In October’s ANGARI Deep Dive topic we’re covering the spiny lobster, sometimes also called the Florida lobster.
As you might have guessed, the name spiny lobster comes from the forward-pointing spines on their bodies. This species enjoys living in the tropical waters of the Atlantic Ocean, Caribbean Sea and Gulf of Mexico. Have you ever seen a spiny lobster?
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Baby spiny lobsters spend the first six to nine months drifting in the open ocean before they make their way to nearshore algae habitats following a New Moon. A clear puerulus (small lobster child) grows into a juvenile that is the same color as the algae in which it is living. Researchers at MyFWC Florida Fish and Wildlife have been counting these little “bugs” for 30 years. Have you ever seen such a small crustacean?
📸:: Michelle Kerr/FWC
There are 12 spiny lobster species in Florida, with the Caribbean spiny lobster being the largest and most abundant. Caribbean spiny lobsters will grow to over 15 lbs. and can live 20 years.
📸:: Claudio Contreras-Koob
Lobsters commonly hide in reef and rock crevices. If approached a spiny lobster may rub their antennae to make screeching and hissing noises to scare off a predator. If that doesn’t work, the lobster will use its antennae to fight off their enemies, and with two antennae, if they lose one, they are quite adept at compensating with just the one until the other grows back.
📸:: ANGARI Foundation
Ever heard of the Spiny Lobster March?
Lobsters normally move from the nearshore reefs to deeper waters every fall after the first winter storm and cold spell. They “march” across dangerously exposed sandy bottom at night for several miles, sometimes traveling up to seven miles in a single night. The march lasts about a week.
Commonly referred to as queuing by marine biologists, up to 40 lobsters will quickly walk single-file, one behind another touching nose to tail so they don’t break contact. If there is a threat, lobsters create a circle like wagon trains in the old West, using their antennae to protect the group.
📸:: Jacques Cousteau Odyssey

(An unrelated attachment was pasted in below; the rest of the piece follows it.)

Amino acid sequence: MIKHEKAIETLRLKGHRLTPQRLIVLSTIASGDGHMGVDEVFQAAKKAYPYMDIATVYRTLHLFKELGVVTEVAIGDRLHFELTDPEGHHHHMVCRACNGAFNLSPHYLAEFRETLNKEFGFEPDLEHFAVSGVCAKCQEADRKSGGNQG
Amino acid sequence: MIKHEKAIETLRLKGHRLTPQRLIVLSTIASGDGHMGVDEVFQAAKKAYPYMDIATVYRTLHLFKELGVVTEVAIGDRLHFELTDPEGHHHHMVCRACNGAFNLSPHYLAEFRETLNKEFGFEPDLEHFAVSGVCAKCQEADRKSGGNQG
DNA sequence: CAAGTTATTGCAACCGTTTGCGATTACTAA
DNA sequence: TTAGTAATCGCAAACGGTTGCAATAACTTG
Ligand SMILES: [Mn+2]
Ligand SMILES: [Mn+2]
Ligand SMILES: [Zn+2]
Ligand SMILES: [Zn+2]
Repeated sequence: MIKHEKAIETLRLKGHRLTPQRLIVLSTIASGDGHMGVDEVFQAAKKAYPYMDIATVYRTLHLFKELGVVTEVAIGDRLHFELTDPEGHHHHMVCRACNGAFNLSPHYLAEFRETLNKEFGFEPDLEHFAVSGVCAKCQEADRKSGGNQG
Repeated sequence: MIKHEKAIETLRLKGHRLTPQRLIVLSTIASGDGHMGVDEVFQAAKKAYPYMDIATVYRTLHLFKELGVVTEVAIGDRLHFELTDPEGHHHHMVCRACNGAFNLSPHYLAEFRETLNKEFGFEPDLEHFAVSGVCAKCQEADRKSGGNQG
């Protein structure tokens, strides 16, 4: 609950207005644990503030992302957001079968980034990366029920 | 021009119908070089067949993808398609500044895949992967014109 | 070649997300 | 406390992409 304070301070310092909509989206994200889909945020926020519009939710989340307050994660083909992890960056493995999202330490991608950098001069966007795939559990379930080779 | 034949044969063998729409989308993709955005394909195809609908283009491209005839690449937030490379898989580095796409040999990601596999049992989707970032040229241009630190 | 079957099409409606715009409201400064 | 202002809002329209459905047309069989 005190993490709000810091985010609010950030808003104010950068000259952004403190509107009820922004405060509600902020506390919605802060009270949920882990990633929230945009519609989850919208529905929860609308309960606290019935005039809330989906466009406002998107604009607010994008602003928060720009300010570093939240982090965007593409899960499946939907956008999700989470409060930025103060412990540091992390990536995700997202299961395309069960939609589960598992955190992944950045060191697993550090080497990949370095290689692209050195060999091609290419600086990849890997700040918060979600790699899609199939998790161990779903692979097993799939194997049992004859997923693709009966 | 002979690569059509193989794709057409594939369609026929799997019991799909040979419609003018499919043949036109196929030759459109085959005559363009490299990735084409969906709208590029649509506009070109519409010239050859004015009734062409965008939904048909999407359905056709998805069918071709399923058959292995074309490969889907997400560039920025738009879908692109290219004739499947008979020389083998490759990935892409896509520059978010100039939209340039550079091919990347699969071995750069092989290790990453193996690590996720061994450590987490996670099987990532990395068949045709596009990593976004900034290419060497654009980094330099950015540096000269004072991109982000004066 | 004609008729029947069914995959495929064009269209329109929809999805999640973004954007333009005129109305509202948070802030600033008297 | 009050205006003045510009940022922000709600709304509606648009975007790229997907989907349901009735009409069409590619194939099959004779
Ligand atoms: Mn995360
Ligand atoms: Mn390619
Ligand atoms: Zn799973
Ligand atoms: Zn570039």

Lobster Season & Regulations
When diving, it’s tempting to grab a lobster you spot and head to the surface with a tasty dinner in hand but don’t forget the recreational lobster regulations! Lobster season runs August 6 through March 31, and you must have a lobster license on top of your Florida saltwater fishing license. Once licensed, you must still follow daily bag and size limits and certain marine parks are off limits completely!
Visit MyFWC Florida Fish and Wildlife for more information and harvesting details.
📸:: Force-E Scuba Centers- Riviera Beach
Lobsters Eat Too
While lobsters will eat almost anything, their favorite diet consists mostly of snails, clams, crabs and urchins. At night, they come out of hiding and eat. Then they return to the safety of their dens several hours before sunrise.
📸:: Coastal Angler & The Angler Magazine
Caribbean Spiny Lobster (Female Anatomy) 3D Model
The Center for BioMedical Visualization at St. George University created this interactive 3D Model of a female spiny lobster and added it to Sketchfab.
📸:: David Nahabedian, St. George’s University
Caribbean spiny lobsters are a commercially important species, with the fishery bringing in millions of dollars in revenue annually. Due to the high demand for lobster meat there are regulations in place including permits, catch limits and size regulations. Follow regulations, protect reefs and help safeguard this species for generations to come!
📸: Daniel Padron / Miami Herald